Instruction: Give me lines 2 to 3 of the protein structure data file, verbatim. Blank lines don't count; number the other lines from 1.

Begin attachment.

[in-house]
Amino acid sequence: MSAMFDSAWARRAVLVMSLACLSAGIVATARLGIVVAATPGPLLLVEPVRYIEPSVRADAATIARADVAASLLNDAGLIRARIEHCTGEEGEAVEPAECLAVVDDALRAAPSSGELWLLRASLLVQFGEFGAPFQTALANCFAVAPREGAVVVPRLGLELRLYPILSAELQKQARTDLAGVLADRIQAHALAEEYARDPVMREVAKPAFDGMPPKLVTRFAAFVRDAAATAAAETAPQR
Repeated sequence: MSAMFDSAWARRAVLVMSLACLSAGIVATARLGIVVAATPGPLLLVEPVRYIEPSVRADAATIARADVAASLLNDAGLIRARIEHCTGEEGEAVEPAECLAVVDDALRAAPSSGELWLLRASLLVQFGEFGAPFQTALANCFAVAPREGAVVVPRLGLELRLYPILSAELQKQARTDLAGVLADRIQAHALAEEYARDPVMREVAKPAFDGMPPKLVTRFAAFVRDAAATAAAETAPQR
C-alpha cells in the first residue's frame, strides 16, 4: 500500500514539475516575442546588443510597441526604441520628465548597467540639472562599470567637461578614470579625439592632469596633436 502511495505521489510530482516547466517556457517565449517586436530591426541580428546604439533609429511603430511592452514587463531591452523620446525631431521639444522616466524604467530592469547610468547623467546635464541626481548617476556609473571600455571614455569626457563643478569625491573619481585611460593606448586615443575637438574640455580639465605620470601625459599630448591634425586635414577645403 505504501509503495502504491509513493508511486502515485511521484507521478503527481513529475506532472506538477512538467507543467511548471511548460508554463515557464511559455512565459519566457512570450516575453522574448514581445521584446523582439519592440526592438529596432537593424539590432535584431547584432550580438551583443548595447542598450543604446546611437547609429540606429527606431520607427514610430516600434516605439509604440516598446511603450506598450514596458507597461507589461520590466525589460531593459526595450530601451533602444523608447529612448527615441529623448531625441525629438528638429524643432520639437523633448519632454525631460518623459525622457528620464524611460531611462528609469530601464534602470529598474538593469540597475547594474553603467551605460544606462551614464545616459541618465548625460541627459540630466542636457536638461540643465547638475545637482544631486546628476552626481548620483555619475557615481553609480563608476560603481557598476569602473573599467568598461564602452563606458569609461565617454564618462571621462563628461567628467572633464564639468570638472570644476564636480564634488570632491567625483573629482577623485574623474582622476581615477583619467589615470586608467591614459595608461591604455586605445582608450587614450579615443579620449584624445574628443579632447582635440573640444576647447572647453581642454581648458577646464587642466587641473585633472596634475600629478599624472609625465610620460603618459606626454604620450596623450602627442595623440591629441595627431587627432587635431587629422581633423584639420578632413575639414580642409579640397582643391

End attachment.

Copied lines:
Amino acid sequence: MSAMFDSAWARRAVLVMSLACLSAGIVATARLGIVVAATPGPLLLVEPVRYIEPSVRADAATIARADVAASLLNDAGLIRARIEHCTGEEGEAVEPAECLAVVDDALRAAPSSGELWLLRASLLVQFGEFGAPFQTALANCFAVAPREGAVVVPRLGLELRLYPILSAELQKQARTDLAGVLADRIQAHALAEEYARDPVMREVAKPAFDGMPPKLVTRFAAFVRDAAATAAAETAPQR
Repeated sequence: MSAMFDSAWARRAVLVMSLACLSAGIVATARLGIVVAATPGPLLLVEPVRYIEPSVRADAATIARADVAASLLNDAGLIRARIEHCTGEEGEAVEPAECLAVVDDALRAAPSSGELWLLRASLLVQFGEFGAPFQTALANCFAVAPREGAVVVPRLGLELRLYPILSAELQKQARTDLAGVLADRIQAHALAEEYARDPVMREVAKPAFDGMPPKLVTRFAAFVRDAAATAAAETAPQR